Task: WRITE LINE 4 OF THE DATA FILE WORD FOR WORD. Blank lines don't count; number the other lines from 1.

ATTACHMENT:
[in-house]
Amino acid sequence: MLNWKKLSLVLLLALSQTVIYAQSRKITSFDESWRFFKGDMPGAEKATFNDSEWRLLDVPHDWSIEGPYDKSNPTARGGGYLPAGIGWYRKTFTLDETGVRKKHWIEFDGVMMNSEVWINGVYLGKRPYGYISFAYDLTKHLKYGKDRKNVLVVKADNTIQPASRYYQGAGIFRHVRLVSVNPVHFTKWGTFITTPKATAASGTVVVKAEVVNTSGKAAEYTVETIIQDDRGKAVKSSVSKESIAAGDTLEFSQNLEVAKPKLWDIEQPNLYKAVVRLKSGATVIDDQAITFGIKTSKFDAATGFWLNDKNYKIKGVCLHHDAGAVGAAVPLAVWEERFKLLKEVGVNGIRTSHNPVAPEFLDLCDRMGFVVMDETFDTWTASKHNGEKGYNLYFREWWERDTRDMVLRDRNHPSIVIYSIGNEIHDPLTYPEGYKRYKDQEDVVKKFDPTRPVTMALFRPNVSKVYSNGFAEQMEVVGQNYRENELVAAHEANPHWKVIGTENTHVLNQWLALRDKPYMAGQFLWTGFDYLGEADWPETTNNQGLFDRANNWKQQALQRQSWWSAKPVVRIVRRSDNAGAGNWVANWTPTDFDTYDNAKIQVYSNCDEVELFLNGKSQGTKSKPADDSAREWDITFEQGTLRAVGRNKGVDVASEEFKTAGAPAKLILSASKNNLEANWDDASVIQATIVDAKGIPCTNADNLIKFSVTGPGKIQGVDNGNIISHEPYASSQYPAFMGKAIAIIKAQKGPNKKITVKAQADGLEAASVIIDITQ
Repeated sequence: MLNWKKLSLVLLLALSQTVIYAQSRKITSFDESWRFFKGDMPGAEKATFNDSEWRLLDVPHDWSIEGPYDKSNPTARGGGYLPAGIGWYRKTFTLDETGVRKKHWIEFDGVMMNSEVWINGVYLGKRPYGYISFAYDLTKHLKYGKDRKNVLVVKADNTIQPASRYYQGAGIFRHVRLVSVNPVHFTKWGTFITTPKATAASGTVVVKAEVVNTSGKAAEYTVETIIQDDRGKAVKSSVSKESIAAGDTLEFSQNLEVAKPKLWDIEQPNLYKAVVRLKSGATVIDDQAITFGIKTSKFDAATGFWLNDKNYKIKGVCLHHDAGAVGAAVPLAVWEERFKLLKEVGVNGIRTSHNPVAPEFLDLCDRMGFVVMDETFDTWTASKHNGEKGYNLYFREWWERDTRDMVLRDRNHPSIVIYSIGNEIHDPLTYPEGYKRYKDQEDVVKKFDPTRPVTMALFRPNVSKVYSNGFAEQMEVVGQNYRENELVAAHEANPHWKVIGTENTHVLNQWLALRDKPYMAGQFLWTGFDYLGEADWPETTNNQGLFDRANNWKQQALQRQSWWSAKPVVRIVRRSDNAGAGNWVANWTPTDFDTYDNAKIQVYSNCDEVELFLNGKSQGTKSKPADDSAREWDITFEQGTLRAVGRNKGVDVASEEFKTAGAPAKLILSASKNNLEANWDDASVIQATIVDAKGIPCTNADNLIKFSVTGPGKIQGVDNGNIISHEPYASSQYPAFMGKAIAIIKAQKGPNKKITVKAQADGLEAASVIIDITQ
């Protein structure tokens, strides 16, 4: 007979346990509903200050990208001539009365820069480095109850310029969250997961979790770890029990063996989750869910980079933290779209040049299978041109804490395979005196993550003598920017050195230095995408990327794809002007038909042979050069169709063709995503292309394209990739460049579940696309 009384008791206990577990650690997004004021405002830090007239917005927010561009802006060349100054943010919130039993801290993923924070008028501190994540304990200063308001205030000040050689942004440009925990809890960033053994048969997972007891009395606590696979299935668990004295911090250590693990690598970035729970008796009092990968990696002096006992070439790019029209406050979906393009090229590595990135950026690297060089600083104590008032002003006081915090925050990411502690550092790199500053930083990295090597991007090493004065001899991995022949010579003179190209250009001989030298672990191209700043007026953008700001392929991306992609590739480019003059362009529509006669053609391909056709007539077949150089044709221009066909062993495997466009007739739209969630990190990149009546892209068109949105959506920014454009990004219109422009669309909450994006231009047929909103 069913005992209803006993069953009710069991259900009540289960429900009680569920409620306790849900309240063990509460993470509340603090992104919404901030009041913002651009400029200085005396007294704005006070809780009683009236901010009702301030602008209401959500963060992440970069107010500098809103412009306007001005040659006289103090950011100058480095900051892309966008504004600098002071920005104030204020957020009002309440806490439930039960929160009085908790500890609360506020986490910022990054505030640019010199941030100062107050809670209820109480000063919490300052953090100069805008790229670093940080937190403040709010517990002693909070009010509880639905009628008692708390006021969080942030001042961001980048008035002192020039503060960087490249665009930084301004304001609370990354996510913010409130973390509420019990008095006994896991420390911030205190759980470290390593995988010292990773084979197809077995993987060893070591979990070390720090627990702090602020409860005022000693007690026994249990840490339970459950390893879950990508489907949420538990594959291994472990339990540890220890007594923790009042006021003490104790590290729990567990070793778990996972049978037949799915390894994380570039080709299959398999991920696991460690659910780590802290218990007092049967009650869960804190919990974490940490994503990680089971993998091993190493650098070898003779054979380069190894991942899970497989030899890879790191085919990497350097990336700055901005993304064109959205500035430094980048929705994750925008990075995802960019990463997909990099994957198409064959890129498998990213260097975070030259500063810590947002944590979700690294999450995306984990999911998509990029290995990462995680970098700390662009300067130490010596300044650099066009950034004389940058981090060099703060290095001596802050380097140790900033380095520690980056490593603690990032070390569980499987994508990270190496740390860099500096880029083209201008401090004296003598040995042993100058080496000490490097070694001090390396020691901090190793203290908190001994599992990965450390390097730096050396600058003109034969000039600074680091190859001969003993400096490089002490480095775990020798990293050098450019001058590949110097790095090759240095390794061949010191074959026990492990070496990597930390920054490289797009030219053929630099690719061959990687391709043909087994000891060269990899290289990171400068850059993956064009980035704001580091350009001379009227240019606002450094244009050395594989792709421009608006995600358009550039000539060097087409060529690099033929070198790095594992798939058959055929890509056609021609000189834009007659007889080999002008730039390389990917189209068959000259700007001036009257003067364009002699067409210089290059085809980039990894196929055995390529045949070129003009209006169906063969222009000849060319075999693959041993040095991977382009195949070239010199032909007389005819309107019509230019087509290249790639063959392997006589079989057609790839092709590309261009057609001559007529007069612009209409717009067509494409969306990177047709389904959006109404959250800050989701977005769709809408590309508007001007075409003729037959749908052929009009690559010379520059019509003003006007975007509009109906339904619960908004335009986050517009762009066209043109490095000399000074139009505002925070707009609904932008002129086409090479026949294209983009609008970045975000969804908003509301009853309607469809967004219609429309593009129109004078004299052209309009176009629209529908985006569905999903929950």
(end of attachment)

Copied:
């Protein structure tokens, strides 16, 4: 007979346990509903200050990208001539009365820069480095109850310029969250997961979790770890029990063996989750869910980079933290779209040049299978041109804490395979005196993550003598920017050195230095995408990327794809002007038909042979050069169709063709995503292309394209990739460049579940696309 009384008791206990577990650690997004004021405002830090007239917005927010561009802006060349100054943010919130039993801290993923924070008028501190994540304990200063308001205030000040050689942004440009925990809890960033053994048969997972007891009395606590696979299935668990004295911090250590693990690598970035729970008796009092990968990696002096006992070439790019029209406050979906393009090229590595990135950026690297060089600083104590008032002003006081915090925050990411502690550092790199500053930083990295090597991007090493004065001899991995022949010579003179190209250009001989030298672990191209700043007026953008700001392929991306992609590739480019003059362009529509006669053609391909056709007539077949150089044709221009066909062993495997466009007739739209969630990190990149009546892209068109949105959506920014454009990004219109422009669309909450994006231009047929909103 069913005992209803006993069953009710069991259900009540289960429900009680569920409620306790849900309240063990509460993470509340603090992104919404901030009041913002651009400029200085005396007294704005006070809780009683009236901010009702301030602008209401959500963060992440970069107010500098809103412009306007001005040659006289103090950011100058480095900051892309966008504004600098002071920005104030204020957020009002309440806490439930039960929160009085908790500890609360506020986490910022990054505030640019010199941030100062107050809670209820109480000063919490300052953090100069805008790229670093940080937190403040709010517990002693909070009010509880639905009628008692708390006021969080942030001042961001980048008035002192020039503060960087490249665009930084301004304001609370990354996510913010409130973390509420019990008095006994896991420390911030205190759980470290390593995988010292990773084979197809077995993987060893070591979990070390720090627990702090602020409860005022000693007690026994249990840490339970459950390893879950990508489907949420538990594959291994472990339990540890220890007594923790009042006021003490104790590290729990567990070793778990996972049978037949799915390894994380570039080709299959398999991920696991460690659910780590802290218990007092049967009650869960804190919990974490940490994503990680089971993998091993190493650098070898003779054979380069190894991942899970497989030899890879790191085919990497350097990336700055901005993304064109959205500035430094980048929705994750925008990075995802960019990463997909990099994957198409064959890129498998990213260097975070030259500063810590947002944590979700690294999450995306984990999911998509990029290995990462995680970098700390662009300067130490010596300044650099066009950034004389940058981090060099703060290095001596802050380097140790900033380095520690980056490593603690990032070390569980499987994508990270190496740390860099500096880029083209201008401090004296003598040995042993100058080496000490490097070694001090390396020691901090190793203290908190001994599992990965450390390097730096050396600058003109034969000039600074680091190859001969003993400096490089002490480095775990020798990293050098450019001058590949110097790095090759240095390794061949010191074959026990492990070496990597930390920054490289797009030219053929630099690719061959990687391709043909087994000891060269990899290289990171400068850059993956064009980035704001580091350009001379009227240019606002450094244009050395594989792709421009608006995600358009550039000539060097087409060529690099033929070198790095594992798939058959055929890509056609021609000189834009007659007889080999002008730039390389990917189209068959000259700007001036009257003067364009002699067409210089290059085809980039990894196929055995390529045949070129003009209006169906063969222009000849060319075999693959041993040095991977382009195949070239010199032909007389005819309107019509230019087509290249790639063959392997006589079989057609790839092709590309261009057609001559007529007069612009209409717009067509494409969306990177047709389904959006109404959250800050989701977005769709809408590309508007001007075409003729037959749908052929009009690559010379520059019509003003006007975007509009109906339904619960908004335009986050517009762009066209043109490095000399000074139009505002925070707009609904932008002129086409090479026949294209983009609008970045975000969804908003509301009853309607469809967004219609429309593009129109004078004299052209309009176009629209529908985006569905999903929950």